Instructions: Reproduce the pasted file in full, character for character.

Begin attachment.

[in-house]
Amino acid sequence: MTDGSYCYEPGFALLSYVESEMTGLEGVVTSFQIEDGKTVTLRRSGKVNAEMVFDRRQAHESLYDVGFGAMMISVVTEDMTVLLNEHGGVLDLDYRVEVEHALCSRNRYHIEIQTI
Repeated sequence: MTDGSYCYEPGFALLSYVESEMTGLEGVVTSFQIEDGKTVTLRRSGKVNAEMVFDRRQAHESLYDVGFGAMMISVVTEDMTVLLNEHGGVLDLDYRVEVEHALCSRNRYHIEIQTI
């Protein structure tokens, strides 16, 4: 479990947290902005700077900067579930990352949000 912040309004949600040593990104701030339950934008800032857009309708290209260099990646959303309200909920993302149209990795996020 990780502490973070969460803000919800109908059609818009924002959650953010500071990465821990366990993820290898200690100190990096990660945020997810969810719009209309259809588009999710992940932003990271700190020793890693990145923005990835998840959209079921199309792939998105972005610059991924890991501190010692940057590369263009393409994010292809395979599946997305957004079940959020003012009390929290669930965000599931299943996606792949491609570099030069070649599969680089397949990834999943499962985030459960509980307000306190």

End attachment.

[in-house]
Amino acid sequence: MTDGSYCYEPGFALLSYVESEMTGLEGVVTSFQIEDGKTVTLRRSGKVNAEMVFDRRQAHESLYDVGFGAMMISVVTEDMTVLLNEHGGVLDLDYRVEVEHALCSRNRYHIEIQTI
Repeated sequence: MTDGSYCYEPGFALLSYVESEMTGLEGVVTSFQIEDGKTVTLRRSGKVNAEMVFDRRQAHESLYDVGFGAMMISVVTEDMTVLLNEHGGVLDLDYRVEVEHALCSRNRYHIEIQTI
């Protein structure tokens, strides 16, 4: 479990947290902005700077900067579930990352949000 912040309004949600040593990104701030339950934008800032857009309708290209260099990646959303309200909920993302149209990795996020 990780502490973070969460803000919800109908059609818009924002959650953010500071990465821990366990993820290898200690100190990096990660945020997810969810719009209309259809588009999710992940932003990271700190020793890693990145923005990835998840959209079921199309792939998105972005610059991924890991501190010692940057590369263009393409994010292809395979599946997305957004079940959020003012009390929290669930965000599931299943996606792949491609570099030069070649599969680089397949990834999943499962985030459960509980307000306190």